By Diane Lee (WSPA)
Amanda Clubb, of Anderson, was shocked after she found out that, not only was she a victim of a mystery shopper scam, but she was also facing charges.
Clubb took an offer of what she believed to be a real job, only to find out that she had been tricked.
As a mom of four kids, she says she couldn’t pass up the flexible hours and good pay.
However, when she went to the bank to cash her first paycheck, she found out the hard way that it wasn’t real.
Police arrived and were ready to arrest Clubb, believing she may have made the check herself.
Clubb thought this was ridiculous, saying “why would I turn around and make a false check, and run it out to my own bank?”
Clubb says she showed the officer the Mystery Shopper letter to prove she wasn’t the one behind the bogus check.
The letter and check are now locked in the evidence room at the Anderson Police Department.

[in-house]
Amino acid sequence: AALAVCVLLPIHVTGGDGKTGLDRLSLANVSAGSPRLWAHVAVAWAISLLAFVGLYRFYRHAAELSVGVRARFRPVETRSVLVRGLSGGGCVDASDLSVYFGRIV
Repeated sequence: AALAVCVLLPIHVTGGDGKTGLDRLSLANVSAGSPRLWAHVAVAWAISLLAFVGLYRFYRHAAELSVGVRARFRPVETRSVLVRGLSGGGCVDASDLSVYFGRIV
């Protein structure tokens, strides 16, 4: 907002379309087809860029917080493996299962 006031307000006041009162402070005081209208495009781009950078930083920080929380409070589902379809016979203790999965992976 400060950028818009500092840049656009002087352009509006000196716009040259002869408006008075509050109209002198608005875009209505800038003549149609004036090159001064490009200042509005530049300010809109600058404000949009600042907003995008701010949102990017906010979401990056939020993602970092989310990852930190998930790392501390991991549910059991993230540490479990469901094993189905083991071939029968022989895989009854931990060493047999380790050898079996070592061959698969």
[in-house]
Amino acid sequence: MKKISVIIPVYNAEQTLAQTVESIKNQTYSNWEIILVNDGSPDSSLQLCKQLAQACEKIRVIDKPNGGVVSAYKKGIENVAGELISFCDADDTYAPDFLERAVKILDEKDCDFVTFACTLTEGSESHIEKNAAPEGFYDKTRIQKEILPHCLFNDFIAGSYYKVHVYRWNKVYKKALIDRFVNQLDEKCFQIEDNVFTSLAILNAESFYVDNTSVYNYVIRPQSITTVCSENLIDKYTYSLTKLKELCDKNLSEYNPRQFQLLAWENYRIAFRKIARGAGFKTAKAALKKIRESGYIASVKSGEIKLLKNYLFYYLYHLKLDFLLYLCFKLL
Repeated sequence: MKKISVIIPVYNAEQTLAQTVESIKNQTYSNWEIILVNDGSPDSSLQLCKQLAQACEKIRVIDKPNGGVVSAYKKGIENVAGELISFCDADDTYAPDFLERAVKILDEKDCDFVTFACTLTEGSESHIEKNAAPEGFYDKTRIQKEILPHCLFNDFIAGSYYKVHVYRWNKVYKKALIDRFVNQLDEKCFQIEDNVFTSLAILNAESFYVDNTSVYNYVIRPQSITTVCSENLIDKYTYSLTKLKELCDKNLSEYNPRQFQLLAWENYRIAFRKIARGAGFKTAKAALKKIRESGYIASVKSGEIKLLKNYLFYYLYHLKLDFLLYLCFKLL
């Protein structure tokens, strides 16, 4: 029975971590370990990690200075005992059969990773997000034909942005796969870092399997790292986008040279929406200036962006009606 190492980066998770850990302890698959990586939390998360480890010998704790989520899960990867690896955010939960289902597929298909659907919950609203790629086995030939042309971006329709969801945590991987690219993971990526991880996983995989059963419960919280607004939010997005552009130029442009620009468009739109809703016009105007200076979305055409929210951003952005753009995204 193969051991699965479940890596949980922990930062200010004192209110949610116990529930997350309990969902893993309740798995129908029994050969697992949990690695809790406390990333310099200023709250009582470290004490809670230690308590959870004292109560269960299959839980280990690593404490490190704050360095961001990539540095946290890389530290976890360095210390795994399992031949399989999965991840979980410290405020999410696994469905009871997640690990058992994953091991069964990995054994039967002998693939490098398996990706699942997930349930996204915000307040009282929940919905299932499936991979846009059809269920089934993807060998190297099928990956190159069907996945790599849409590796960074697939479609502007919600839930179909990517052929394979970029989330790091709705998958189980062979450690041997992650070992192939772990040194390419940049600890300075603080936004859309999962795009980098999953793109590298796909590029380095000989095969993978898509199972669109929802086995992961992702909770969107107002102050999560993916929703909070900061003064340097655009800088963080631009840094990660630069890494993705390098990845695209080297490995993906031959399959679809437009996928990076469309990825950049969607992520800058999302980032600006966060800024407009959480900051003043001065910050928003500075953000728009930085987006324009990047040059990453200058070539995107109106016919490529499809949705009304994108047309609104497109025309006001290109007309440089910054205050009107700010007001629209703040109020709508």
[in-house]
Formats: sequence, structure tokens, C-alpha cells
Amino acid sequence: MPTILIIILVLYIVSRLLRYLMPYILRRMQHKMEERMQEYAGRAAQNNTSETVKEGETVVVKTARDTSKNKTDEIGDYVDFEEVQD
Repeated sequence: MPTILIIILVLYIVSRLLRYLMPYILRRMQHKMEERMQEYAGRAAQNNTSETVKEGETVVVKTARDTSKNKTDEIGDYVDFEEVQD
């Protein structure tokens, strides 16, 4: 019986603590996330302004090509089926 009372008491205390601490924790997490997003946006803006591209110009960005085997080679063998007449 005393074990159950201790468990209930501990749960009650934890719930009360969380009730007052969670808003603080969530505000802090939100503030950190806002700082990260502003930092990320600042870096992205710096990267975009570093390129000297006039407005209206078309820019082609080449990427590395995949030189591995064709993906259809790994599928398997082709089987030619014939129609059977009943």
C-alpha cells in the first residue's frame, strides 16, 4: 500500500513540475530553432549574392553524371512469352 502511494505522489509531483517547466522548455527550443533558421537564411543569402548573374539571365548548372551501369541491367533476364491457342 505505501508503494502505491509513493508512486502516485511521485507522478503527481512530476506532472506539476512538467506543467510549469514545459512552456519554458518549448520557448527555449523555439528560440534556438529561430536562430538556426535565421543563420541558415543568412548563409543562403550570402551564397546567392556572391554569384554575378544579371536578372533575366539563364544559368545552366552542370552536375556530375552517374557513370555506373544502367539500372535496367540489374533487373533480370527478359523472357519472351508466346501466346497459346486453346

We asked Captain Kevin Warren how someone could be arrested for cashing a check they didn’t know was fake.
“When the bank calls us in a situation like that, they call it in as a counterfeit or forged check,” Warren said, “When the officer’s on scene, he only has that brief time to make a decision to arrest or not arrest.”
“It is common that we make arrests, and once it gets further down the road, they realize that this is a scam and you are actually a victim of a scam,” Warren said.
As much as Clubb pleads her case, though, her charges won’t be dropped until the hearing.
She may not have lost money in the scam, but now she will have to pay for a public defender.
If you were wondering what happens when a bank realizes a cashed check is bogus, they say the funds disappear from the account, and the owner is on the hook for the money sent.